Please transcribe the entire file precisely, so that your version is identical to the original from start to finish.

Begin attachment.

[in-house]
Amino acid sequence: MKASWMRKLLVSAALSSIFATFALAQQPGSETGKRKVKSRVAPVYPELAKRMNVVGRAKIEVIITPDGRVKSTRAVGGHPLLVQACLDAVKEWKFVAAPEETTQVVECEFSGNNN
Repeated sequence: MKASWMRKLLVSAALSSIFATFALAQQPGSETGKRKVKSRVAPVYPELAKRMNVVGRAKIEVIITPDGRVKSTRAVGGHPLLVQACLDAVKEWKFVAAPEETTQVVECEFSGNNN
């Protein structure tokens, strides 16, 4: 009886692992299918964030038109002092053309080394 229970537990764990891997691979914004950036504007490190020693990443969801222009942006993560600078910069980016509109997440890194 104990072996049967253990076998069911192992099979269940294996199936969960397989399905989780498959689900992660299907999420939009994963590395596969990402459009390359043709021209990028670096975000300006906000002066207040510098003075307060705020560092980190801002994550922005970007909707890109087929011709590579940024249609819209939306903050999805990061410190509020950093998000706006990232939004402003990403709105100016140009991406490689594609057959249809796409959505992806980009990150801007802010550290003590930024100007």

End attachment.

[in-house]
Amino acid sequence: MKASWMRKLLVSAALSSIFATFALAQQPGSETGKRKVKSRVAPVYPELAKRMNVVGRAKIEVIITPDGRVKSTRAVGGHPLLVQACLDAVKEWKFVAAPEETTQVVECEFSGNNN
Repeated sequence: MKASWMRKLLVSAALSSIFATFALAQQPGSETGKRKVKSRVAPVYPELAKRMNVVGRAKIEVIITPDGRVKSTRAVGGHPLLVQACLDAVKEWKFVAAPEETTQVVECEFSGNNN
């Protein structure tokens, strides 16, 4: 009886692992299918964030038109002092053309080394 229970537990764990891997691979914004950036504007490190020693990443969801222009942006993560600078910069980016509109997440890194 104990072996049967253990076998069911192992099979269940294996199936969960397989399905989780498959689900992660299907999420939009994963590395596969990402459009390359043709021209990028670096975000300006906000002066207040510098003075307060705020560092980190801002994550922005970007909707890109087929011709590579940024249609819209939306903050999805990061410190509020950093998000706006990232939004402003990403709105100016140009991406490689594609057959249809796409959505992806980009990150801007802010550290003590930024100007």